At his parents’ request, one of the boys will leave Burch Middle for the rest of the school year. The order says the second boy no longer attends the school.

Protection for the girls could be extended into next school year if necessary, the order states. Ongoing discipline against female victims will be discontinued.

The lawsuit came less than a year after a former Mingo County judge, prosecutor, magistrate and county commissioner pleaded guilty to charges stemming from a federal corruption probe. The county also was rocked in 2013 by the slaying of its sheriff.

The lawsuit says the girls relayed sexual abuse allegations to a guidance counselor in the spring 2012-13 school year — non-consensual fondling, groping and molestation, “oftentimes forcible in nature.”

It says the abuses occurred during the 2012-13 school year and continued through the date the lawsuit was filed.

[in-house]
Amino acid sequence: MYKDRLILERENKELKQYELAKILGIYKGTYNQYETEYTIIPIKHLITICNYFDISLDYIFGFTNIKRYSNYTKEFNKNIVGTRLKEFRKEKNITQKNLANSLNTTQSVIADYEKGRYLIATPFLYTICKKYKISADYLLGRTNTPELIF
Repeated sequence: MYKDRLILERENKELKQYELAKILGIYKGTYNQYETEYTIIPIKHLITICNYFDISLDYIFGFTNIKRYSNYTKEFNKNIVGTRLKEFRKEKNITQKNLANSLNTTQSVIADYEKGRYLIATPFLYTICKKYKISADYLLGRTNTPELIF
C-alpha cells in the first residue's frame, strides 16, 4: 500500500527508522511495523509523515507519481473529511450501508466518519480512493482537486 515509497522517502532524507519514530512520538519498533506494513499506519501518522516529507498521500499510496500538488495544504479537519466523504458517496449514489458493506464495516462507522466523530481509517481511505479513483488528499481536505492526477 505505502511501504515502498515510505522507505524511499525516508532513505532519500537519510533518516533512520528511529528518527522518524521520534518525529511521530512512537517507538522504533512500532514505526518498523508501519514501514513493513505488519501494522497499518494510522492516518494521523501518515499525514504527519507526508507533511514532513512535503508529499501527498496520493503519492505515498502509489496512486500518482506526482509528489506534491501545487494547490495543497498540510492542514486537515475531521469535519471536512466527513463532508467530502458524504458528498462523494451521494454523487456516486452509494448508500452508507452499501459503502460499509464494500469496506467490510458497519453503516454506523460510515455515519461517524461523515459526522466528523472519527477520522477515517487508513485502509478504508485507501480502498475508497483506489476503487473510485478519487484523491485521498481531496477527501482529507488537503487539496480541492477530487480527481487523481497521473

The victims identified the same two male seventh graders, both of whom are related to Mingo County school system employees.

A voicemail seeking comment from Mingo County schools superintendent Randy Keathley’s office was not returned Wednesday.


Text Only
West Virginia
  • Attorney general reaches $950,000 settlement with three financial groups

    West Virginia’s attorney general has reached a $950,000 settlement with three companies over allegations of antitrust law violations.

    July 28, 2014

  • Woman convicted in teen’s slaying moved

    A Monongalia County teenager has been transferred to a state prison to complete her sentence for the slaying of another teenager.
    The Lakin Correctional Center near Point Pleasant said Friday Rachel Shoaf has been booked at the Division of Corrections prison. Shoaf turned 18 last month and had been held in a juvenile facility.

    July 26, 2014

  • Board suspends clinic operator’s license

    A West Virginia board Friday suspended the license of the operator of a pain management clinic where investigators found syringes were being reused. It was the second disciplinary action involving the doctor’s license within a decade.